ព័ត៌មានមិនពិត ព័ត៌មានក្លែងក្លាយ និងការសើចចំអក

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ទទួលព្រឹត្តិប័ត្រព័ត៌មានប្រចាំខែតាមអ៊ីមែល។  និងលក្ខណៈពិសេសជាច្រើនទៀតមិនត្រូវបានផ្សព្វផ្សាយនៅលើហ្វេសប៊ុកទេ

អត្ថបទបន្ទាប់រួមមាន

  • ព័ត៌មានផ្ទាល់ខ្លួន និងឯកជន ហើយនិងរបៀបដែលអ្នកគួរផ្លាស់ប្តូរការកំណត់ផ្សេងៗរបស់អ្នក
  • ការផ្សាយពាណិជ្ជកម្ម និងរបៀបដែលពួកគេប្រើប្រាស់ទិន្នន័យរបស់អ្នក
  • តើហ្វេសប៊ុកចាត់ចែងទិន្នន័យរបស់វាយ៉ាងដូចម្តេច
  • ភាពខុសគ្នារវាង ព័ត៌មានមិនពិត ព័ត៌មានក្លែងក្លាយ និងការសរសេបែបចំអក
    • វាមានសារៈសំខាន់ណាស់ ហើយពិបាកវាយតម្លៃ
  • ការប្រើប្រាស់បណ្តាញសង្គមជាវិជ្ជមានជាមួយមិត្តភក្តិ និងក្រុមផ្សេងៗ។ ការបែងចែករវាងមិត្តភក្តិអនឡាញ និងមិត្តភក្តិពិត
  • ការចូលរួមតាមអនឡាញមានផលវិបាក និងមានមាតិកាបង្កជាការស្អប់ខ្ពើម

False information, Fake information and Satire

Understanding the differences can be difficult.

It can be just as difficult for adults as for young people.

False  (also called misinformation) 

False, incorrect information – but probably not with intent to mislead the reader

 

Fake (also called disinformation)       

Fake, deliberately trying to mislead the reader

 

Satire – being humorous – expecting/hoping the reader to understand the joke.

 

Facebook and other social media say they remove Fake information. They try to distinguish it and remove it or let you know that it is false or fake.

It is not always easy to recognise False, Fake or Satire

 

Here is a good example

This from early 2020 when governments were trying to convince people to stay at home and not spread covid-19.

putin tigers and lions

Facebook has identified it as false information – and put a grey cover over the story.

It is false because it is not accurate – but it really satire. A joke. The writer did not think people would possibly believe that President Putin would actually put tigers and lions around Russia.

Facebook can have difficulties distinguishing information.

Recognise the difference between false and fake.

How do you tell the difference between false and fake.

Not easy.

Here are some examples of false and fake information

False Information

In mid 2020, Donald Trump (then USA President) suggested on television that bleach would get rid of covid-19. 

This was false, not fake. He was making a mistake (a bad mistake). He was not saying this to deliberately harm people.

 

Fake news was when he deliberately told people the election had been rigged and he had not lost. That was a deliberate lie to change things for his benefit.

Guidelines

How to spot Fake information

Be wary of headlines – Fake news will have catchy headlines

Investigate the source – search Google to see if the story is from other sources or just this one

Look at the photos carefully – have they been edited or changed

Check at the dates on the article

Look at the url – is it credible?

 

Question yourself

Is the story from a well know source (such as BBC, CNN, Reuters) or is it from a strange websiteCheck

Why do people create Fake news?

To mislead you, to do people harm (example – trying to persuade you not to have a covid-19 injection)

Click-bait – To make you re-act (anger / interest) so you visit their page, where they can get more re-action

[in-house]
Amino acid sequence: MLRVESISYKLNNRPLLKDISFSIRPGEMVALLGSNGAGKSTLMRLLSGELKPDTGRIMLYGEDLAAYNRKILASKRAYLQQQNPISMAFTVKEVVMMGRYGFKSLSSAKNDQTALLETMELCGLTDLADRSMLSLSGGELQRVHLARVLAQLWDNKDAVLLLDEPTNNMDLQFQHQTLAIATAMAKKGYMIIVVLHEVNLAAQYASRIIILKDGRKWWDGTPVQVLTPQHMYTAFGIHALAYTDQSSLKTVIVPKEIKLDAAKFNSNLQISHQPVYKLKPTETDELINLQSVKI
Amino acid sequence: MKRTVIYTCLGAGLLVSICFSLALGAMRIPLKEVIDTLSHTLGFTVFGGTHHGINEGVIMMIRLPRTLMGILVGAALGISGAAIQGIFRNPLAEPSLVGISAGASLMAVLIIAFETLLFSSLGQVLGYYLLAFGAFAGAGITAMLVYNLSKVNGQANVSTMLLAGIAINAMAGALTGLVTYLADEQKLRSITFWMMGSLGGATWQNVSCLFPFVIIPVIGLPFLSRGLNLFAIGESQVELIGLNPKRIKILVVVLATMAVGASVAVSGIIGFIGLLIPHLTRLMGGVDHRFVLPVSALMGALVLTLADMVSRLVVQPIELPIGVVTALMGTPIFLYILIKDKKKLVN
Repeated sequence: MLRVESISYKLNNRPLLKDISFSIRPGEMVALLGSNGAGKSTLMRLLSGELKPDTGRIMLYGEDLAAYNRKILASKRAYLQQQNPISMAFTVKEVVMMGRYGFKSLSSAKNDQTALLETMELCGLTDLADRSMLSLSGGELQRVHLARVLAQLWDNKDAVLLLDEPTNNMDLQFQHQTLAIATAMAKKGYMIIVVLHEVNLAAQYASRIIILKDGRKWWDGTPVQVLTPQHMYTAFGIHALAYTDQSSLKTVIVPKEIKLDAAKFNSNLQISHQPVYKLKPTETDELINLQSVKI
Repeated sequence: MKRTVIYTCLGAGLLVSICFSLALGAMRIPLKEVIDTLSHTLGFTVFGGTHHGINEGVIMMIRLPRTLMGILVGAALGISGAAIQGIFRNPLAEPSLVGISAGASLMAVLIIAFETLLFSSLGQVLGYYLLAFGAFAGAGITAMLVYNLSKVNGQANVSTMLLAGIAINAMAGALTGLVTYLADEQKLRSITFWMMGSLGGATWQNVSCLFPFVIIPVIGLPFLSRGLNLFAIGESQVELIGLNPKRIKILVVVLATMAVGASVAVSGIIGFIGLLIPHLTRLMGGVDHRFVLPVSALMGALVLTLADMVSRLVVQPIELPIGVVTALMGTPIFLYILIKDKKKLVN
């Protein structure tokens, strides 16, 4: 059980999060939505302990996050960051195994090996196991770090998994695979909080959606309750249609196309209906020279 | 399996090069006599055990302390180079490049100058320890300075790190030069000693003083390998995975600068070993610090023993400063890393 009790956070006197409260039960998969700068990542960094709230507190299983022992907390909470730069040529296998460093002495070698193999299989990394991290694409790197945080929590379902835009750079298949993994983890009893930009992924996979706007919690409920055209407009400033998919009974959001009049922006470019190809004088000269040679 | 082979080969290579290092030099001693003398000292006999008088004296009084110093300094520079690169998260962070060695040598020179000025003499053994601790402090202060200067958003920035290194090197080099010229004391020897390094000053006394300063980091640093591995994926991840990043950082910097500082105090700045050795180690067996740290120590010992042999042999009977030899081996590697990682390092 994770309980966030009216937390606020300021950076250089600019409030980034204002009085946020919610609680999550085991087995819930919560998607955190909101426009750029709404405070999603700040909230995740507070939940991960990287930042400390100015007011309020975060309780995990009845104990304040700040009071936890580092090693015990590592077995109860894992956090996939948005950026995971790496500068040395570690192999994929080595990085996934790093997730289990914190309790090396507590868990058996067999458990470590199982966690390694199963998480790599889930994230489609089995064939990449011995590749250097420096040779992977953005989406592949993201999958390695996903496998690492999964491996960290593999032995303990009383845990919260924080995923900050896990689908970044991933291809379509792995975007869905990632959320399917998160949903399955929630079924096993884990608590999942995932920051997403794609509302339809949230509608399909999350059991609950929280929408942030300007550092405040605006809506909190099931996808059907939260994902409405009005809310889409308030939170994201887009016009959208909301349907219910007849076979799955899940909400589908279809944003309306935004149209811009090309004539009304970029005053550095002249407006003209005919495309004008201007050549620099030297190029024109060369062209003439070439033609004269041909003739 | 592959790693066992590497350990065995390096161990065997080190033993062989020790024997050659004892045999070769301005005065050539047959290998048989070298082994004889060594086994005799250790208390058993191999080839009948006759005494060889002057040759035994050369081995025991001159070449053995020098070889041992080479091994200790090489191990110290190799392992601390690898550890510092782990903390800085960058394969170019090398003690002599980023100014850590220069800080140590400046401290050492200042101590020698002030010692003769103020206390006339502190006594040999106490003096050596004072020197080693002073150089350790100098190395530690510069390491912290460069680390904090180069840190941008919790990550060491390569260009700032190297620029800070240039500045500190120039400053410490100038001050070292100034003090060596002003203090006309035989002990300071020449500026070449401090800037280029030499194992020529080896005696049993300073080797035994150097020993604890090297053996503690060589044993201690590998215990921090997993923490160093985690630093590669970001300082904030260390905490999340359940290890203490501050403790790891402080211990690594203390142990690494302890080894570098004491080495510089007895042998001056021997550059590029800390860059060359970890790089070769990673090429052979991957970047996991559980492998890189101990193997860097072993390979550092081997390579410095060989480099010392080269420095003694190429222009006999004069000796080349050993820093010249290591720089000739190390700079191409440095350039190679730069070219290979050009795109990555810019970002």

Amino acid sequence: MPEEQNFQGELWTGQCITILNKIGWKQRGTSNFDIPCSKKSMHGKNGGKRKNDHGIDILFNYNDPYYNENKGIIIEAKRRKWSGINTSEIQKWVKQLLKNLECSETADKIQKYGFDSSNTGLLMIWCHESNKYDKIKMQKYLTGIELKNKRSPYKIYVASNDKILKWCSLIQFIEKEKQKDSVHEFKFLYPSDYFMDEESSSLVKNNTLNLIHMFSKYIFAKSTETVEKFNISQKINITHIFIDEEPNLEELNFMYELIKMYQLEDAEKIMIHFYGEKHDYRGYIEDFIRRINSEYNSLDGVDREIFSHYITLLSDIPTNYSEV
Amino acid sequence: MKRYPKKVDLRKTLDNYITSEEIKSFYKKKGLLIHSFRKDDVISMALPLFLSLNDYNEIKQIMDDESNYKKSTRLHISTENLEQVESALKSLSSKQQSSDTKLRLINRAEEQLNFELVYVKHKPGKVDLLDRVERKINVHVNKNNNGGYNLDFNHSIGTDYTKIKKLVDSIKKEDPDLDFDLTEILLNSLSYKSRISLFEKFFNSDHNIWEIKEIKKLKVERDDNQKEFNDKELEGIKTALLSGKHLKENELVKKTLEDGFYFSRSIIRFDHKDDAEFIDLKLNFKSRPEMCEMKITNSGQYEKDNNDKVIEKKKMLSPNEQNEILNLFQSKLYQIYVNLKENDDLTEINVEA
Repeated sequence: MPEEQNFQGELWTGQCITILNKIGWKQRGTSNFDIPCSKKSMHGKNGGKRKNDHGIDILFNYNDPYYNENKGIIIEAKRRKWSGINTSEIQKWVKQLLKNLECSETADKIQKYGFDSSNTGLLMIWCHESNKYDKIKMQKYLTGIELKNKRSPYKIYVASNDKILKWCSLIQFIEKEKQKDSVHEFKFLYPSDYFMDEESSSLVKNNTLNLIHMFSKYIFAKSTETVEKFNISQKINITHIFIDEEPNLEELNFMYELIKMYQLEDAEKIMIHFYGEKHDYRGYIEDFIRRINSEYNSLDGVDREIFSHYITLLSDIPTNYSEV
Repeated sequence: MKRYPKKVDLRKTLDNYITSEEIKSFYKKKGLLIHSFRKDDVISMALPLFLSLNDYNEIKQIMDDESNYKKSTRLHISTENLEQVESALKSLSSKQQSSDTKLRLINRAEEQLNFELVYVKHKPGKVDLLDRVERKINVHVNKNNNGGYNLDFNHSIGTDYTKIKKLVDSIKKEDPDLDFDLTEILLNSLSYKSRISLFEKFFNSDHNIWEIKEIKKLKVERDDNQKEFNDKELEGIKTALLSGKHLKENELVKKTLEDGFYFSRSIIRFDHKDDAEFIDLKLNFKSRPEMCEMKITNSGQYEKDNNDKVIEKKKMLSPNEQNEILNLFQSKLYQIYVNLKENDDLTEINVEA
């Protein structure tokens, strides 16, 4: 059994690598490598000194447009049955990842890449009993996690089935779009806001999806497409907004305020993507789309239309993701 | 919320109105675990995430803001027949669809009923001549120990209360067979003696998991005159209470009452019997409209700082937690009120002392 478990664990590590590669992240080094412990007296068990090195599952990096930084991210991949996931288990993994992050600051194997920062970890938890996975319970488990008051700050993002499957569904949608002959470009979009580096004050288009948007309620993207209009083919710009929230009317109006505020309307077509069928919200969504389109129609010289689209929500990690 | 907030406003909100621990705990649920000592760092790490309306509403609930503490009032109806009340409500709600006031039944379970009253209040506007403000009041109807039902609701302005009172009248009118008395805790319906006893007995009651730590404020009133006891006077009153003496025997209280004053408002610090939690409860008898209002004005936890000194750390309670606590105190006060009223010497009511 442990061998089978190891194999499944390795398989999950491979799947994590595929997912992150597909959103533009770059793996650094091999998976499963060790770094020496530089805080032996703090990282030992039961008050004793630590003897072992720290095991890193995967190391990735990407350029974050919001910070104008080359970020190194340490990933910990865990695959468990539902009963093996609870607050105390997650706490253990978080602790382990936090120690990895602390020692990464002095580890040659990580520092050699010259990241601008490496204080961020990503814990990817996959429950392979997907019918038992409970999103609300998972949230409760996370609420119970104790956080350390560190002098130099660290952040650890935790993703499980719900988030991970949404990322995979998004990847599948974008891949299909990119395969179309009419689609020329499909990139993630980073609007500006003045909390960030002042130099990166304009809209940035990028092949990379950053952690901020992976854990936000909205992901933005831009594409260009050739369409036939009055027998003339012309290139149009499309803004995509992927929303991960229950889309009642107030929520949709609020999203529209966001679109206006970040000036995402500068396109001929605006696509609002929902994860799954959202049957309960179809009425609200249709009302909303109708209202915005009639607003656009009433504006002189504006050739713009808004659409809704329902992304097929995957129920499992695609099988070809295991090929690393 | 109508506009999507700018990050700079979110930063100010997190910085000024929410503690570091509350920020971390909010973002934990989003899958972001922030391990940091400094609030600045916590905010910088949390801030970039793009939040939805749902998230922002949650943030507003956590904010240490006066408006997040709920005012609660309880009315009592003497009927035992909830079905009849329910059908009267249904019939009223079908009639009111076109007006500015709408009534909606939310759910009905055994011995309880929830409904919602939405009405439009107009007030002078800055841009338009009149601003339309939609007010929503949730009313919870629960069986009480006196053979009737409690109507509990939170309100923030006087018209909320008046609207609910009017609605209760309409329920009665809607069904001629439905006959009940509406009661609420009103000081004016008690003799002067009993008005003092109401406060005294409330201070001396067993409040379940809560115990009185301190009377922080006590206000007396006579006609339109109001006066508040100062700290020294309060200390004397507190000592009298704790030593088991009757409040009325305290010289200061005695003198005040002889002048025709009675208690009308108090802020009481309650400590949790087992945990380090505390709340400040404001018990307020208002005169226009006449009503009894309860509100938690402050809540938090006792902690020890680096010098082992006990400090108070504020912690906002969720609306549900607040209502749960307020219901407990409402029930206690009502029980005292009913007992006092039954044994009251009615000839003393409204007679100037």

Usually this earns them money from adverts on their website

Sometimes to gain more information about you (family, bank accounts) to become a “fake” friend

Because some people want to mislead other people for another benefit (fixing an election)

Examples

Misleading information

TB (tuberculosis). This disease had almost been eradicated from the world. Some people spread word the vaccine would harm you and you should not take it. Result: there are now more instances of TB than for many years.

Covid-19. In some countries (notably USA) campaigners try to persuade people not to have the vaccine. Result: they have more deaths than any other country.

Clickbait

Clickbait – is about getting you to click on a headline that takes you to their website,

  • “10 tricks for a perfect skin (you wont believe #4)”
  • “8 uses of oranges that you never thought of”
  • “5 ways to get more minutes (for your phone) for free”
  • Clickbait can also be misleading headlines
  • “Lottery winner arrested for dumping $200,000 of manure on ex-boss’ lawn”*

*When this appeared, more than 2 million people clicked on the article.

What should you do if you see an article that does not seem real?

Don’t re-act

Question it (check the source, check google, check photos)

Don’t share it

What do Facebook do about it

 … and other platforms – Instagram, Google, Twitter …

Action

They rely on people telling them about it

They use technology to find fake material.

If an article is found they use more technology to quickly find most of the shared content and remove it.

Consequences

If you create false or fake news Facebook may ban you or suspend you for a few weeks or months.

If you share false or fake news Facebook may ban you or suspend you for a few weeks or months.

First time someone does it, the ban may be short. If they do it multiple times they could be banned permanently.

Remember there are 3 Billion users of Facebook in the World (3,000 million)

There are 11 million users of Facebook in Cambodia

That is a huge amount of data to check 24/7

False and fake data will happen all the time

Be aware.

Remember the difference

False information, is incorrect but probably not trying to deceive you

Fake information, is deliberately trying to deceive you

Satire, is trying to be amusing about a subject (which may be false or fake information)




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